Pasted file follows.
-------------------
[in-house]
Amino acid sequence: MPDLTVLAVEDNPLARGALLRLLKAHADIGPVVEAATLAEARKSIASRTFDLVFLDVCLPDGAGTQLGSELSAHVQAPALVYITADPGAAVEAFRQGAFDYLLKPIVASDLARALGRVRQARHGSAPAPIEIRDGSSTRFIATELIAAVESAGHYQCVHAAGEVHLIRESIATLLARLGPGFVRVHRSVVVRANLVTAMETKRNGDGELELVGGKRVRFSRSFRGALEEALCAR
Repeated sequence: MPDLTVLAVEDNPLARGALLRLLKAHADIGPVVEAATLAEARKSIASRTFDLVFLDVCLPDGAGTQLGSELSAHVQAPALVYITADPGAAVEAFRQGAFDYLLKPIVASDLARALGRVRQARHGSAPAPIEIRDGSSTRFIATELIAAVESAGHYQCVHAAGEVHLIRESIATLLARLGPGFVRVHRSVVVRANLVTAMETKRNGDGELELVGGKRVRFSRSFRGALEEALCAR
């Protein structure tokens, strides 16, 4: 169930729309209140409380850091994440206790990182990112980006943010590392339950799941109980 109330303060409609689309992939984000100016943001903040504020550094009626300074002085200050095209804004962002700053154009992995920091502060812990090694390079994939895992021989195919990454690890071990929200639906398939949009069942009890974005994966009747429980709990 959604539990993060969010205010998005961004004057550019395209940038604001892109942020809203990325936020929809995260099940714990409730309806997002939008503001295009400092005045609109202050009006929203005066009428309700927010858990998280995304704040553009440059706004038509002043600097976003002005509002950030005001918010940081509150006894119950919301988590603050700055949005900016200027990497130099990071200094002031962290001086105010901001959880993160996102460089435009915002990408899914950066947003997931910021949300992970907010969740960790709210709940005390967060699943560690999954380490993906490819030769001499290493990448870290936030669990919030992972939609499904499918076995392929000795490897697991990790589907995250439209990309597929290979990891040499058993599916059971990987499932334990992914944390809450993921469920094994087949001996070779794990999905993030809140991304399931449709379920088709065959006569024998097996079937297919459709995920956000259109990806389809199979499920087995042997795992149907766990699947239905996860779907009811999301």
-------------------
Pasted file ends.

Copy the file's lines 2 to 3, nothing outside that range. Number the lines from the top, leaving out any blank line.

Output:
Amino acid sequence: MPDLTVLAVEDNPLARGALLRLLKAHADIGPVVEAATLAEARKSIASRTFDLVFLDVCLPDGAGTQLGSELSAHVQAPALVYITADPGAAVEAFRQGAFDYLLKPIVASDLARALGRVRQARHGSAPAPIEIRDGSSTRFIATELIAAVESAGHYQCVHAAGEVHLIRESIATLLARLGPGFVRVHRSVVVRANLVTAMETKRNGDGELELVGGKRVRFSRSFRGALEEALCAR
Repeated sequence: MPDLTVLAVEDNPLARGALLRLLKAHADIGPVVEAATLAEARKSIASRTFDLVFLDVCLPDGAGTQLGSELSAHVQAPALVYITADPGAAVEAFRQGAFDYLLKPIVASDLARALGRVRQARHGSAPAPIEIRDGSSTRFIATELIAAVESAGHYQCVHAAGEVHLIRESIATLLARLGPGFVRVHRSVVVRANLVTAMETKRNGDGELELVGGKRVRFSRSFRGALEEALCAR